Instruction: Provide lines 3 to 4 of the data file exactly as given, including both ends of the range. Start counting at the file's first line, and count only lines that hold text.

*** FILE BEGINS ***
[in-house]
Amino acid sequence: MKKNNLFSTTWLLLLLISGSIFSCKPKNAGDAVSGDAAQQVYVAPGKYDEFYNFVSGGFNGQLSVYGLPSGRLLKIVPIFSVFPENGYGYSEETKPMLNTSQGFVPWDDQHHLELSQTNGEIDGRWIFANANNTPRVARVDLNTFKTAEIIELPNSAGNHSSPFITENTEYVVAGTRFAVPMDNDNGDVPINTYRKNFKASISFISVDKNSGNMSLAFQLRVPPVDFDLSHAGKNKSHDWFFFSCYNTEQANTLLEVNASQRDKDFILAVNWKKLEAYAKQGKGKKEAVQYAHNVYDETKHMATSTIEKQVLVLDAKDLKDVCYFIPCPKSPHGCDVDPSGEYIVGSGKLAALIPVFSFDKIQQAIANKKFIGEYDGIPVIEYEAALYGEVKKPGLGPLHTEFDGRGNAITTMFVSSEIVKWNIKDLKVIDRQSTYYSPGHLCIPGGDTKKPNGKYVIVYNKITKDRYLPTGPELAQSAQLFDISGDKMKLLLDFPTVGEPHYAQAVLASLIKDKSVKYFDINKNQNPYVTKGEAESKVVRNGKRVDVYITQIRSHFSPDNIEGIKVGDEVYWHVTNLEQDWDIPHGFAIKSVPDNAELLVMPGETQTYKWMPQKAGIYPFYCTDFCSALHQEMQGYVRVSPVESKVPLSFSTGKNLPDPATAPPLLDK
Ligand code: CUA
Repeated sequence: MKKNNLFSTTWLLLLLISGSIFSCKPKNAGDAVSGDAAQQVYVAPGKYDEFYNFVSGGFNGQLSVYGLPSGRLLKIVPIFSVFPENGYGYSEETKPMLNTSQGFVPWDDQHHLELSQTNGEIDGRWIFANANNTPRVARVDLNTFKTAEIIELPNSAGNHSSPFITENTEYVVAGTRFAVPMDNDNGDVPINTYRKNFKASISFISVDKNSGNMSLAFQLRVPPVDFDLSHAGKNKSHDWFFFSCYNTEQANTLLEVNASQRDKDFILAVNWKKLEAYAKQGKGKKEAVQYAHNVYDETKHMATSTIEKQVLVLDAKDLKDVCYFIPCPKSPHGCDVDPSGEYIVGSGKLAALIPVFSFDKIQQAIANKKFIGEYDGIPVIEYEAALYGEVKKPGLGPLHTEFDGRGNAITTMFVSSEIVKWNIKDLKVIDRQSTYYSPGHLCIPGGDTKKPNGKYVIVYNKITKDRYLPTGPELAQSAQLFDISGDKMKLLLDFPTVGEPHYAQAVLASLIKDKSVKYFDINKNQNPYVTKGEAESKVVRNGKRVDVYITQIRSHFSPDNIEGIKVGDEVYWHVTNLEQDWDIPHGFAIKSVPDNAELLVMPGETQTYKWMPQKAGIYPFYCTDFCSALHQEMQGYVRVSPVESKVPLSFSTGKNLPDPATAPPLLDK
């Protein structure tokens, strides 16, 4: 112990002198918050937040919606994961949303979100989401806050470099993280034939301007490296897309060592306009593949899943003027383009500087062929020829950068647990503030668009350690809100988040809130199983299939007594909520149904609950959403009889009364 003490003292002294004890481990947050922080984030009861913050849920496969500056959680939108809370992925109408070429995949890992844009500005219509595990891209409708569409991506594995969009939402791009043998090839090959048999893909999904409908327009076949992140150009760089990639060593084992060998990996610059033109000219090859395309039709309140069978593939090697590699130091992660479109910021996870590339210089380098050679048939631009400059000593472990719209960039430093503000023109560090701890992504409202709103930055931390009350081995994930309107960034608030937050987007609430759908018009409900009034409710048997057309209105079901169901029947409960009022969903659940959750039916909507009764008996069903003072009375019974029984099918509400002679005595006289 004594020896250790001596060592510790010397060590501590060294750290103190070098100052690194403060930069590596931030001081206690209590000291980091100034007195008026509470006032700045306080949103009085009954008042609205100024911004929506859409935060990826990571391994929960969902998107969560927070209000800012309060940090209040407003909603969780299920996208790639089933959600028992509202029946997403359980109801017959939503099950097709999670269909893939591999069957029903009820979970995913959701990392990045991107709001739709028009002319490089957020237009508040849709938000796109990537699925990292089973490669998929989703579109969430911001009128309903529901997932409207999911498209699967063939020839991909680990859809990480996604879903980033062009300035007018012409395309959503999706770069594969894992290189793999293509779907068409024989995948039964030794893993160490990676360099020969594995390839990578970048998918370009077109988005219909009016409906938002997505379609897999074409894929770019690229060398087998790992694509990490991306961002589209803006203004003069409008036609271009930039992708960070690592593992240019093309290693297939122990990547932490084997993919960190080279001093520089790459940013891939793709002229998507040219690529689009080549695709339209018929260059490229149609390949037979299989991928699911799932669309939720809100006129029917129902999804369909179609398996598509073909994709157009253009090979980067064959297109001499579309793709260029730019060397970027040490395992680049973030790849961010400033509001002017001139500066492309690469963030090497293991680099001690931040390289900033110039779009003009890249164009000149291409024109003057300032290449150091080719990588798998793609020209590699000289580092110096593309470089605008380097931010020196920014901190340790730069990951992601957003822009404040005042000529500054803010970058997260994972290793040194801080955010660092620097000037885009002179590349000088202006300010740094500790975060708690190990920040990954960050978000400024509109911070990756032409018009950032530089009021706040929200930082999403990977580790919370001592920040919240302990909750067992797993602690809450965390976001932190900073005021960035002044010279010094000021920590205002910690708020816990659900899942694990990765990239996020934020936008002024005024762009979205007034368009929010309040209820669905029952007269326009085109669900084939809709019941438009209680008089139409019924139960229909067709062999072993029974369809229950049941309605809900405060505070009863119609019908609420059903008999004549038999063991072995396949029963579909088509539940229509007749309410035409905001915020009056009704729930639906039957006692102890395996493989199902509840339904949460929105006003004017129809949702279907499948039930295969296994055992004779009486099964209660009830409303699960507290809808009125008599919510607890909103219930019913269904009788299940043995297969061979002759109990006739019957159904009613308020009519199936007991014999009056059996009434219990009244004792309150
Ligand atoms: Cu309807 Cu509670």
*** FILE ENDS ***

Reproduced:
Ligand code: CUA
Repeated sequence: MKKNNLFSTTWLLLLLISGSIFSCKPKNAGDAVSGDAAQQVYVAPGKYDEFYNFVSGGFNGQLSVYGLPSGRLLKIVPIFSVFPENGYGYSEETKPMLNTSQGFVPWDDQHHLELSQTNGEIDGRWIFANANNTPRVARVDLNTFKTAEIIELPNSAGNHSSPFITENTEYVVAGTRFAVPMDNDNGDVPINTYRKNFKASISFISVDKNSGNMSLAFQLRVPPVDFDLSHAGKNKSHDWFFFSCYNTEQANTLLEVNASQRDKDFILAVNWKKLEAYAKQGKGKKEAVQYAHNVYDETKHMATSTIEKQVLVLDAKDLKDVCYFIPCPKSPHGCDVDPSGEYIVGSGKLAALIPVFSFDKIQQAIANKKFIGEYDGIPVIEYEAALYGEVKKPGLGPLHTEFDGRGNAITTMFVSSEIVKWNIKDLKVIDRQSTYYSPGHLCIPGGDTKKPNGKYVIVYNKITKDRYLPTGPELAQSAQLFDISGDKMKLLLDFPTVGEPHYAQAVLASLIKDKSVKYFDINKNQNPYVTKGEAESKVVRNGKRVDVYITQIRSHFSPDNIEGIKVGDEVYWHVTNLEQDWDIPHGFAIKSVPDNAELLVMPGETQTYKWMPQKAGIYPFYCTDFCSALHQEMQGYVRVSPVESKVPLSFSTGKNLPDPATAPPLLDK